Implants Vs Hearing Aids

Hearing is a complex process that originates in the cochlea; the organ of hearing that is located inside the temporal bone of the skull. The cochlea is a tiny snail shell shaped organ that is comprised of thousands of microscopic sensory cells. These sensory cells work like keys on a piano. Each sensory cell is organized and tuned to match a certain pitch, much like piano keys are. In a normal hearing person, these sensory cells respond to acoustic information in the environment and translate it into a neurological code that the brain can interpret. If any of the sensory cells do not work properly, the information that arrives in the brain will be distorted and incomplete. The listener may have difficulty understanding what is said.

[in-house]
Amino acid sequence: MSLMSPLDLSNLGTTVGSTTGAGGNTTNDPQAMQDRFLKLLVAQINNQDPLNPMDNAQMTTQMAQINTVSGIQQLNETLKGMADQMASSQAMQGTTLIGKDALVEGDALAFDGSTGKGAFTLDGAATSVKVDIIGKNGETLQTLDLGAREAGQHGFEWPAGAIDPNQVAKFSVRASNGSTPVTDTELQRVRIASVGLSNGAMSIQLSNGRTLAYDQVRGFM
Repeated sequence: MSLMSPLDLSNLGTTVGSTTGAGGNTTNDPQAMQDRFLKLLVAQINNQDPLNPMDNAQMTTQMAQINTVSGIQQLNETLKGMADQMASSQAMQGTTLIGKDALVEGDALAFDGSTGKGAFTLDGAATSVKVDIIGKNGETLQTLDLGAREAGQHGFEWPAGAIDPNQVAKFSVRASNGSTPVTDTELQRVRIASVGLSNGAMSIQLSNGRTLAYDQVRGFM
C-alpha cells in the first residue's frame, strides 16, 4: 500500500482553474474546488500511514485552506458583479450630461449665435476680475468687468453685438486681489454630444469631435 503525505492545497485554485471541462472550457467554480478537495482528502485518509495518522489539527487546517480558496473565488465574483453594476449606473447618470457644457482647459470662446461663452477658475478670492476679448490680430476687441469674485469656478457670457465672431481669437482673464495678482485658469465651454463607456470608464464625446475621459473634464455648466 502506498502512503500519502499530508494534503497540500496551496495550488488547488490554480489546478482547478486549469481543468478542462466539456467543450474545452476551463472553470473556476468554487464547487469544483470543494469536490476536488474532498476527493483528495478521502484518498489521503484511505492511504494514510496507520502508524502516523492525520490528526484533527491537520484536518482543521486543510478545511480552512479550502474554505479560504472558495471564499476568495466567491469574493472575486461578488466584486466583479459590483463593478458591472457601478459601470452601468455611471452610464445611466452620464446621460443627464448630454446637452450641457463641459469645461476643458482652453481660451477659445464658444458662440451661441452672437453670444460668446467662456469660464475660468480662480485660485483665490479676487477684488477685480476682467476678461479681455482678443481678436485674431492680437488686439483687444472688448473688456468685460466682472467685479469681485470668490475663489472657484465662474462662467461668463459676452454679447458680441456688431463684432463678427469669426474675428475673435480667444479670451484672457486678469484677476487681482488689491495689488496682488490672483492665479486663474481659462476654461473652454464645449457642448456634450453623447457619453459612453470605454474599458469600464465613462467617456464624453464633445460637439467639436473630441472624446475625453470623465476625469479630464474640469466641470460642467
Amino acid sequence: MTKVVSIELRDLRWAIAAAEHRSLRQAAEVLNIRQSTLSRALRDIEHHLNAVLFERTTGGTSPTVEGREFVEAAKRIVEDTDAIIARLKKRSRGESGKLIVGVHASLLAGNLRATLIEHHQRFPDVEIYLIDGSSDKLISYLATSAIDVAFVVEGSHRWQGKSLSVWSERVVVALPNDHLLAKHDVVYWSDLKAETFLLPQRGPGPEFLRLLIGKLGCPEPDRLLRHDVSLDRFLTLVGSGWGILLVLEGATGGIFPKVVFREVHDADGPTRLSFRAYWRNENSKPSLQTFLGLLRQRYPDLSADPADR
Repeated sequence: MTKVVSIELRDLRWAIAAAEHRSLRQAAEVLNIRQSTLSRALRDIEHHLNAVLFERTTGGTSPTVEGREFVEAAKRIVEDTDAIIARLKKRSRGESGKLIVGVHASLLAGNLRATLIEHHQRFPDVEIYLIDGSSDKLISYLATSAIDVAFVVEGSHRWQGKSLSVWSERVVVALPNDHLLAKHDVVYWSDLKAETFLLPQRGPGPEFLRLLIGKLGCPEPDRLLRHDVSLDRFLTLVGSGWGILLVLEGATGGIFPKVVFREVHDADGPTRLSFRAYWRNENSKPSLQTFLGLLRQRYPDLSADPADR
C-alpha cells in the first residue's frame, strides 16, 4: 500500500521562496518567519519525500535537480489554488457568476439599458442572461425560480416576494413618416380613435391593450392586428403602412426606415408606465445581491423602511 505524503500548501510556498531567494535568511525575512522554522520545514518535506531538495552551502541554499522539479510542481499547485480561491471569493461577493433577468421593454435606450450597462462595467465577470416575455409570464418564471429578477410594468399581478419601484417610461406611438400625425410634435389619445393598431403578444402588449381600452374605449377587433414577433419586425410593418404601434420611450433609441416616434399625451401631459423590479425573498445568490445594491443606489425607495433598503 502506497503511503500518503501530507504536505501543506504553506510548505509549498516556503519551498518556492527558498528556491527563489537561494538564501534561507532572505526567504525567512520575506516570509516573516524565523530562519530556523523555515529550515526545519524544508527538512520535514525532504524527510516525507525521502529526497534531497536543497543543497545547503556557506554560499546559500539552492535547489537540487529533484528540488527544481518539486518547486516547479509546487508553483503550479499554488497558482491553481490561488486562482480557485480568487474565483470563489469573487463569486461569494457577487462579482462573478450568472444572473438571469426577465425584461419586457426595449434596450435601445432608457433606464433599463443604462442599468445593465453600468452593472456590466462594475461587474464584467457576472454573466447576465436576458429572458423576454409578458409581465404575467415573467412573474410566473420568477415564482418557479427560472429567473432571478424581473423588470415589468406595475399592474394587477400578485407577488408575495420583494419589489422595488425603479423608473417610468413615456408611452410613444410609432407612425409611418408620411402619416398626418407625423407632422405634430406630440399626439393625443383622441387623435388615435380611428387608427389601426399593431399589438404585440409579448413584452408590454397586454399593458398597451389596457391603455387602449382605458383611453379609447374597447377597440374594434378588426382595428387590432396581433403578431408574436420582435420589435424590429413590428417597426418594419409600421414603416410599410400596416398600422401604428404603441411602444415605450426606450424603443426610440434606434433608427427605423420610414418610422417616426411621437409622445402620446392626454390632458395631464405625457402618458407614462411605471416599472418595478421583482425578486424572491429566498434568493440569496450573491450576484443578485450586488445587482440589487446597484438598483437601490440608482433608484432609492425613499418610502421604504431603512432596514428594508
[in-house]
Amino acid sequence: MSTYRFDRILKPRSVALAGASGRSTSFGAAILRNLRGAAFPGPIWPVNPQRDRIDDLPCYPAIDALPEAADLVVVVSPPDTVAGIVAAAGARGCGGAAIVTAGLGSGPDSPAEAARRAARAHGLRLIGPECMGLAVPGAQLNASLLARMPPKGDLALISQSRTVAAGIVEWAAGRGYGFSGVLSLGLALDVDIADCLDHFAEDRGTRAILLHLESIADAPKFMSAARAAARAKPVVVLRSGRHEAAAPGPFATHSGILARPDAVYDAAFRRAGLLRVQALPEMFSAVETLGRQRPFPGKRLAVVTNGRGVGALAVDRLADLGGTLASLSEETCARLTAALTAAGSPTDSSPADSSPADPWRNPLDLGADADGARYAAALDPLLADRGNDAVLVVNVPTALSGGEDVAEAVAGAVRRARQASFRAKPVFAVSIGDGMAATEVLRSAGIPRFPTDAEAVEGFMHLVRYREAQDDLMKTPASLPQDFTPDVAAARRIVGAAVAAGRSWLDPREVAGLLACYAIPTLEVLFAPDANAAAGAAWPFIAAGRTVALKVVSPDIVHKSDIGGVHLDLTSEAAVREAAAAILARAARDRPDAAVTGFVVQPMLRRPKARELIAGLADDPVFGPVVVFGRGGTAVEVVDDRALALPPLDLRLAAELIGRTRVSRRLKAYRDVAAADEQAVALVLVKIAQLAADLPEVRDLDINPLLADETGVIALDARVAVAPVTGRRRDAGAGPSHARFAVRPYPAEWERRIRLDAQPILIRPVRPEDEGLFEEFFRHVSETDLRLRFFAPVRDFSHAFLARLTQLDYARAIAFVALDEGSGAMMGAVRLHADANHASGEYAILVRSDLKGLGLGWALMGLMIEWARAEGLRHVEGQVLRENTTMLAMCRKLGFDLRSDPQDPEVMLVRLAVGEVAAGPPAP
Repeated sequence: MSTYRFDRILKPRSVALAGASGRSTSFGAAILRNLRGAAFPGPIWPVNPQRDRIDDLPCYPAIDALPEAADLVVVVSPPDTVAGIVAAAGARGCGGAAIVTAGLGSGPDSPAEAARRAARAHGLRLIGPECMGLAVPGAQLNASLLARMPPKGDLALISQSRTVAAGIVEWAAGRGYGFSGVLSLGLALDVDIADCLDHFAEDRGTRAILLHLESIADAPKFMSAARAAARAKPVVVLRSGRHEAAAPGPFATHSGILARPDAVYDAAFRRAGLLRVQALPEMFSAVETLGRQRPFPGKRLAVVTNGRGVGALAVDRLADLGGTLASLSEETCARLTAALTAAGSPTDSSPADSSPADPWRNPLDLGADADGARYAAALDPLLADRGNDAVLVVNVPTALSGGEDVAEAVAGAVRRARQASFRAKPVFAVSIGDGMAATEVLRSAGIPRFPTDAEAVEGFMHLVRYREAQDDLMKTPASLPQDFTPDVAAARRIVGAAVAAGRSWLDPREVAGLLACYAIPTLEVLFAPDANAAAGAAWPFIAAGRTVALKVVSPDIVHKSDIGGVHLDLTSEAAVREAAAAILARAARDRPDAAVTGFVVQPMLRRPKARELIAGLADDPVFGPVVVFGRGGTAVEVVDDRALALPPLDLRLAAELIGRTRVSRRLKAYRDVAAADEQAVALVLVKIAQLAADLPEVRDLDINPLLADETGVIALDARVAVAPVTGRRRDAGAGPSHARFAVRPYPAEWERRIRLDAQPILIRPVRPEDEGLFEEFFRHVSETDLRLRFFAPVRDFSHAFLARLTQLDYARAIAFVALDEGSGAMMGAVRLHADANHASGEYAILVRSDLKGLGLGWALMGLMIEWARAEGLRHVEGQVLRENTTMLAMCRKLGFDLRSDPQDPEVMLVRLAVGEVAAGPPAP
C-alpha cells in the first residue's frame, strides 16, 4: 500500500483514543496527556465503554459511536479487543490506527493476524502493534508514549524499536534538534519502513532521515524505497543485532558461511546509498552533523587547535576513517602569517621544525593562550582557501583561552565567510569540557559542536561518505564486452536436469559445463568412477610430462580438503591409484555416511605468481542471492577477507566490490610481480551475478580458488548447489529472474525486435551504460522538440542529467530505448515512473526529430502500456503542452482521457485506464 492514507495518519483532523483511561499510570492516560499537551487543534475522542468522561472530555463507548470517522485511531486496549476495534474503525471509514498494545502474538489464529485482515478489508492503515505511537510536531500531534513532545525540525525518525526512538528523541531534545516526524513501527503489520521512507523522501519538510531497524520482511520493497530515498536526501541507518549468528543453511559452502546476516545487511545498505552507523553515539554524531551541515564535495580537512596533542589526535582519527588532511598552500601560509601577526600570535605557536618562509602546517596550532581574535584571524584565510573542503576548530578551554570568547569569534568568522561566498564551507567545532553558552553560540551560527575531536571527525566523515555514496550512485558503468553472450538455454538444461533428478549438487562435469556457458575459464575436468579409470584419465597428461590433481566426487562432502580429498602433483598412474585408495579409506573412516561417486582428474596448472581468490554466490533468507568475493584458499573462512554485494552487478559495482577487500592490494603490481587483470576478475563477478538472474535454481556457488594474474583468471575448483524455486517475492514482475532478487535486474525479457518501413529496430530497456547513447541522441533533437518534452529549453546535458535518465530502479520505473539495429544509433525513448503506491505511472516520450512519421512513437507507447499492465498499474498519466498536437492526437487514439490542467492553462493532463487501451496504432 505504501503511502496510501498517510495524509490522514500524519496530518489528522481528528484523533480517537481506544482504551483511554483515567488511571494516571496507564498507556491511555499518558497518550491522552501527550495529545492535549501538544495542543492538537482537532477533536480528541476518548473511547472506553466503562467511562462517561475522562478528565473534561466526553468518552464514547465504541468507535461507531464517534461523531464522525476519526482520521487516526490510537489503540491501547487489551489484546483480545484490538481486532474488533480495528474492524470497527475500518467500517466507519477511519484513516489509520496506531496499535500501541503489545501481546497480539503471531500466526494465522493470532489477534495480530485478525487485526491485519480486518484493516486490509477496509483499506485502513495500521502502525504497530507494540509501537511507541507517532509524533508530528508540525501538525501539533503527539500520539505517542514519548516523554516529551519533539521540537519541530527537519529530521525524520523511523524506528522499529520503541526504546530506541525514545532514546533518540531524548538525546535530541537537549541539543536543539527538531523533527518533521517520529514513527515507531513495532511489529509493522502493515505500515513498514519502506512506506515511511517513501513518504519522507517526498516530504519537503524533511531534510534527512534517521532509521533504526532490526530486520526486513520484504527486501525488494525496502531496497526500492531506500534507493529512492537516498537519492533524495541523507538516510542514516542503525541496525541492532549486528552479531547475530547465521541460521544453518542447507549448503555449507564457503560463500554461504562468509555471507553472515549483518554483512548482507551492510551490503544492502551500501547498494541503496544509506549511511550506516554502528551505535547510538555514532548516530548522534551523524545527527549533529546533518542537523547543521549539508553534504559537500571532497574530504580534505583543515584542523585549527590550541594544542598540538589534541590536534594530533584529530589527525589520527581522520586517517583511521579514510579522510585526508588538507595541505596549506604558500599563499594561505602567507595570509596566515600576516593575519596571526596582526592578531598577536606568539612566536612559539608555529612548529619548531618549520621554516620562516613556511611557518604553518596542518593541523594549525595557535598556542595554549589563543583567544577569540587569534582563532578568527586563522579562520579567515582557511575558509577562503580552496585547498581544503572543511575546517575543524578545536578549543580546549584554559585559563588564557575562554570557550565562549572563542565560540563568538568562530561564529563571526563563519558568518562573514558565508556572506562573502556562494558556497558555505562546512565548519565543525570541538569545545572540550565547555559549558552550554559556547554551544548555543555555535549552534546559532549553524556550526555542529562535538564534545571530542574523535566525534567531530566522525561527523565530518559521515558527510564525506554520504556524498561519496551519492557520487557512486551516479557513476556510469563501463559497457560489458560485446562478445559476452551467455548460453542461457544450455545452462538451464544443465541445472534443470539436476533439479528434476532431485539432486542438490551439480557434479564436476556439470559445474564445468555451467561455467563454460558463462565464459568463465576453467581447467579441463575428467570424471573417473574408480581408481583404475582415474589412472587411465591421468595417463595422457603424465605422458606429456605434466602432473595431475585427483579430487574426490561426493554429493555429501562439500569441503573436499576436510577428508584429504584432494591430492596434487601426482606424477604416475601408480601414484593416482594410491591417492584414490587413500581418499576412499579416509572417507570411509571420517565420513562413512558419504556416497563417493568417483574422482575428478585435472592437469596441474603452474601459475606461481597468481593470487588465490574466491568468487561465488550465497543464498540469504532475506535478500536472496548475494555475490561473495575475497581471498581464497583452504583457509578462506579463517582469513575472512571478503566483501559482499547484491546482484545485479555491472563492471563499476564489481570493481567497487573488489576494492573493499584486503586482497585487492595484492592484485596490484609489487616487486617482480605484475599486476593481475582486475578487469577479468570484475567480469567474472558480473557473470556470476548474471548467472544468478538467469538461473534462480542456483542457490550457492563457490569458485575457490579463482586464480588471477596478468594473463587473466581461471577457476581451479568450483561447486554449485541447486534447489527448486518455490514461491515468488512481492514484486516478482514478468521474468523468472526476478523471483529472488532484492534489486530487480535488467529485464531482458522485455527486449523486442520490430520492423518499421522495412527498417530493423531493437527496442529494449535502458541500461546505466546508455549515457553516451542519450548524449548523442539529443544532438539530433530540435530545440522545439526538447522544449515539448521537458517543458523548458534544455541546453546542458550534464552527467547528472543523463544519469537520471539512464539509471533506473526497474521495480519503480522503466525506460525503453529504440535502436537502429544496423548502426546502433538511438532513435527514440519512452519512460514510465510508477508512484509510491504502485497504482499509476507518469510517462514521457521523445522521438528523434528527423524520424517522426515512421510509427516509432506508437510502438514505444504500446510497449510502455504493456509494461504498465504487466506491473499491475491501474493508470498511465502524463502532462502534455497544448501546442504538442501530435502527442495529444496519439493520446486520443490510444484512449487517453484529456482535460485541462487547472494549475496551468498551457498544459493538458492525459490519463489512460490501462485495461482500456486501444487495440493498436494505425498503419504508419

Speech is a complex acoustic signal. When a speech signal arrives at the cochlea, many sensory cells respond. This would be analogous to a sonata playing on a piano. Many keys are being played at once to make rich, full music or, in this case, speech. When sensory cells are damaged and/or missing, incomplete and distorted sound arrives at the brain. The listener has to work even harder to understand what he or she is listening to.

Hearing aids only make sound louder. Increases in loudness may not overcome the damage of the sensory cells. The damage is permanent.

A cochlear implant is not a hearing aid. Rather, it is a neural prosthesis that bypasses the damaged sensory cells of the cochlea for individuals that cannot make use of the sound amplified by the hearing aid. The patient's traditional means of hearing, "acoustic hearing," is then replaced with "electric hearing" through the cochlear implant. With time and experience, the brain learns to decode and understand this new signal.